- Police in Lucknow stop wedding ceremony between Hindu woman, Muslim man
- Minutes before ceremony, both families told to reach local police station
- Families have given written consent; will get District Magistrate's nod
A week after a new ordinance by the Uttar Pradesh government to stop unlawful conversion became law, the police in state capital Lucknow stopped a wedding ceremony between a Hindu woman and a Muslim man, citing the ordinance.
The wedding was supposed to take place on Wednesday in Lucknow's Para area. But minutes before ceremonies were to begin, a police team reached the venue and asked both parties to accompany them to the local police station.
At the police station, both sides were asked to first seek clearance for the marriage from the Lucknow District Magistrate, according to the police.
"On 2 December, we received information that a girl from one community was wanting to get married to a boy from another other community. We called both sides to the police station and handed them a copy of the new unlawful conversion ordinance and both sides have given written consent that as per law, they will inform the DM (District Magistrate) and get his permission before moving ahead with things," Suresh Chandra Rawat, a senior Lucknow police officer, told the media.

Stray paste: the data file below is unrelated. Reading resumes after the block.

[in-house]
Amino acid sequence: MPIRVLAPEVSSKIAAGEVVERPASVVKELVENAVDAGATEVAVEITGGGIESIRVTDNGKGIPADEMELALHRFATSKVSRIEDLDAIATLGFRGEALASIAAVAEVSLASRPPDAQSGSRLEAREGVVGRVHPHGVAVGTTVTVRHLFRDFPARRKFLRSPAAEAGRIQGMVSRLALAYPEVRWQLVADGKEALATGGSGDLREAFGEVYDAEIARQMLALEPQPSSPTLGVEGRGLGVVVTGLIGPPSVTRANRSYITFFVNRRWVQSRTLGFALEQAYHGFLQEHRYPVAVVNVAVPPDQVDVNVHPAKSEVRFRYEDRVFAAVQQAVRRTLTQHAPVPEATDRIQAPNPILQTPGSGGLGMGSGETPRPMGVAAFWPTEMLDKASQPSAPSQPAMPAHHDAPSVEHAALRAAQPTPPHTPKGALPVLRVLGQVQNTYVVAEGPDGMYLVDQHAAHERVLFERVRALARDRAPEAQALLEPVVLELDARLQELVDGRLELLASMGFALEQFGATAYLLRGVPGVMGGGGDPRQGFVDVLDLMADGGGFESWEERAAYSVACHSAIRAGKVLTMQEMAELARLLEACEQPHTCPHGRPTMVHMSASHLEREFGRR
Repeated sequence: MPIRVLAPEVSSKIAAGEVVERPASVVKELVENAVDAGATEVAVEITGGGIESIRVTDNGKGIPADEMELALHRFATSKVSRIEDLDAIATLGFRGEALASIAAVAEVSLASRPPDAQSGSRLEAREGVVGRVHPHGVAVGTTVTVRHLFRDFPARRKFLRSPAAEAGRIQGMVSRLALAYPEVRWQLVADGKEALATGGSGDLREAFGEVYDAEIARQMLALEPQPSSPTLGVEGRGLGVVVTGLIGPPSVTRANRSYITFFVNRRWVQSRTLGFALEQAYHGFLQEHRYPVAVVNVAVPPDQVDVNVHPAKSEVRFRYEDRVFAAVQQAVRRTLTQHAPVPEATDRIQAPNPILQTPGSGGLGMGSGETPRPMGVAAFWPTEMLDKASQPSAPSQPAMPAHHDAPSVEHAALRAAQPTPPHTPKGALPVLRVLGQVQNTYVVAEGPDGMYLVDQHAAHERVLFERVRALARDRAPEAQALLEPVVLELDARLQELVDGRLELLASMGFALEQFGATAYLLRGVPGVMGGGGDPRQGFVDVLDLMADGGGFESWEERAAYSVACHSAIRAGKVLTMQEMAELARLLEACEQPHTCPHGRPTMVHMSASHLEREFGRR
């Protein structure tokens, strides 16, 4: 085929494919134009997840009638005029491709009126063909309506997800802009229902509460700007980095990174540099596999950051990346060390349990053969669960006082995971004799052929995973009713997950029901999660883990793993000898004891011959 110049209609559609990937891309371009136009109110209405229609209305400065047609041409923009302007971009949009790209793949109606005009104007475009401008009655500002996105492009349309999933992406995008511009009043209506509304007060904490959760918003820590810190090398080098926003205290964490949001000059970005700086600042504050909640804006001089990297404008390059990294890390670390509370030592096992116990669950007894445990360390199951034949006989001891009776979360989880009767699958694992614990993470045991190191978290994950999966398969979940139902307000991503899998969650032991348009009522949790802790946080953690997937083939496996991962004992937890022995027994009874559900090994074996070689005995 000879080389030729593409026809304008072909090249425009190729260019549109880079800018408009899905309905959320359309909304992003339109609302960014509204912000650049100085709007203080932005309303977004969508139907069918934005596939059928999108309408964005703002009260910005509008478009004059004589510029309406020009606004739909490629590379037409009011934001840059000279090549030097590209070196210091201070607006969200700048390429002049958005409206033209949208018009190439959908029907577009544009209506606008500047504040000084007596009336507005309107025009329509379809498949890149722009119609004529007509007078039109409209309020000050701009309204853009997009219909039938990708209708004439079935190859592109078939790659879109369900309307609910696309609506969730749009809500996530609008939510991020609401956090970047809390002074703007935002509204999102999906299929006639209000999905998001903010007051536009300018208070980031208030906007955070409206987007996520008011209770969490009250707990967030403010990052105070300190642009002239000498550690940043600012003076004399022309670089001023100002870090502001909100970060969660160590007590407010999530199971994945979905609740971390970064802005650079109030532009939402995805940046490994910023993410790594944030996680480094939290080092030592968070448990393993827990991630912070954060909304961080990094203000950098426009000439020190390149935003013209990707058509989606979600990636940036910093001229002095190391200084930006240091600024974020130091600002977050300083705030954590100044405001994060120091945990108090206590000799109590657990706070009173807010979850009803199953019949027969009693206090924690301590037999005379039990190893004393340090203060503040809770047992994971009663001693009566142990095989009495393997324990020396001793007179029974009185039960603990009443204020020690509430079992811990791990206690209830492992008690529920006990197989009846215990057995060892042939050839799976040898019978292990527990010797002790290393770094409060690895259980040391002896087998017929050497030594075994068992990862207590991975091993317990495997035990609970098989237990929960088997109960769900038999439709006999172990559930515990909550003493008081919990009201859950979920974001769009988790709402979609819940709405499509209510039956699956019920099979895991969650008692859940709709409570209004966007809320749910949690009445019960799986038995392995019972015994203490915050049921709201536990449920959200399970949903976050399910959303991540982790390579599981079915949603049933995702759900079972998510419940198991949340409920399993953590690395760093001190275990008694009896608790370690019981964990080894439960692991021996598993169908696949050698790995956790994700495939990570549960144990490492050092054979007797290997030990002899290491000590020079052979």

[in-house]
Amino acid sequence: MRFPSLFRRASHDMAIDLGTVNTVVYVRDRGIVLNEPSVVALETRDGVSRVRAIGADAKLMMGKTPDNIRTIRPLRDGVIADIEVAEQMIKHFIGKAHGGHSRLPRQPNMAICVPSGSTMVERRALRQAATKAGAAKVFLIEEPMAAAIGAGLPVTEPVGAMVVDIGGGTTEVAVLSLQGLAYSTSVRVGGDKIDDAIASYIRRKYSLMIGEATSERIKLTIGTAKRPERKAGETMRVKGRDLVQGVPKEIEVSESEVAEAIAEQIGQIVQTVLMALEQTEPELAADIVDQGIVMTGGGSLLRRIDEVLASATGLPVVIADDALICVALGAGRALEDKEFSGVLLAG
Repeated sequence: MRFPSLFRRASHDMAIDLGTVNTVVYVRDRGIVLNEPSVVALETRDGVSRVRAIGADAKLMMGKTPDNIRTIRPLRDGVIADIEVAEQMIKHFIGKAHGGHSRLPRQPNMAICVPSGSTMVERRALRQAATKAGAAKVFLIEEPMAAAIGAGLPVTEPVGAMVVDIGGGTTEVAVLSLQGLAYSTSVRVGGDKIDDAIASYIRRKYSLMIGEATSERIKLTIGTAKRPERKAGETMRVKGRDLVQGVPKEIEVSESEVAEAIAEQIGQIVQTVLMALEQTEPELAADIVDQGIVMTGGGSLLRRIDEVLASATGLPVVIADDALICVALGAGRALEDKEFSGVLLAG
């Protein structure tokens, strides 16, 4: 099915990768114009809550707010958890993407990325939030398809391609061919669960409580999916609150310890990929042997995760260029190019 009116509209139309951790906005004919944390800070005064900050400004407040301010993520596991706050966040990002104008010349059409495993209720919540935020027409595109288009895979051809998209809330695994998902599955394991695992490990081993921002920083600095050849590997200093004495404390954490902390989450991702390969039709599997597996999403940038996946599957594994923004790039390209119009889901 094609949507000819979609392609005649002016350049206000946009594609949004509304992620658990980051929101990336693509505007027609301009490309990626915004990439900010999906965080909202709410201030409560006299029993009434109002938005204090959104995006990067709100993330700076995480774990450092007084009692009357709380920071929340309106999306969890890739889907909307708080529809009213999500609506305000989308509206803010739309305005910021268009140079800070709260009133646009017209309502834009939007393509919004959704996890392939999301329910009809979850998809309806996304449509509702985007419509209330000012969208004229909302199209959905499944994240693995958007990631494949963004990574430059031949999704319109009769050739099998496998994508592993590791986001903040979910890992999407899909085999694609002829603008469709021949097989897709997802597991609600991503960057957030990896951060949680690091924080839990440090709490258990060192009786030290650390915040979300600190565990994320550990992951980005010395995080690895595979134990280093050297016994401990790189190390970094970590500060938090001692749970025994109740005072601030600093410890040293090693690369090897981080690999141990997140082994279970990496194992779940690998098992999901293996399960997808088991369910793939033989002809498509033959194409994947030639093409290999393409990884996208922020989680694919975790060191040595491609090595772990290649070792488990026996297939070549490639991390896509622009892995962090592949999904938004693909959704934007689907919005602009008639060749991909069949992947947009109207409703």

While the families of both the man and the woman have not spoken on record , sources say the wedding was taking place with the consent and the knowledge of both families and that there was no coercion involved . Sources say both families intend to go ahead with the wedding after completing any legal formalities required under law. There was also no intention of either side to convert, family sources have claimed.
The Uttar Pradesh Unlawful Religious Conversion Prohibition Ordinance (2020) says that religious conversions that use falsehood, force or an incentive, or take place solely for the purpose of marriage will be declared a crime. Those who plan to convert after marriage, the government said, will have to inform the District Magistrate of their intention at least two months in advance.
The burden of proof, that the conversion was not forced or for marriage, will be on the person converting, and all cases filed under the ordinance will be non-bailable.
According to the ordinance, forced conversion (or conversion through fraud) will be punished by up to five years' imprisonment or a fine of Rs. 15,000. If the forced conversion involves a woman from the marginalised communities, then this will increase to between three and 10 years' jail and a fine of Rs. 25,000. Mass conversions will attract a similar jail term and a fine of Rs. 50,000.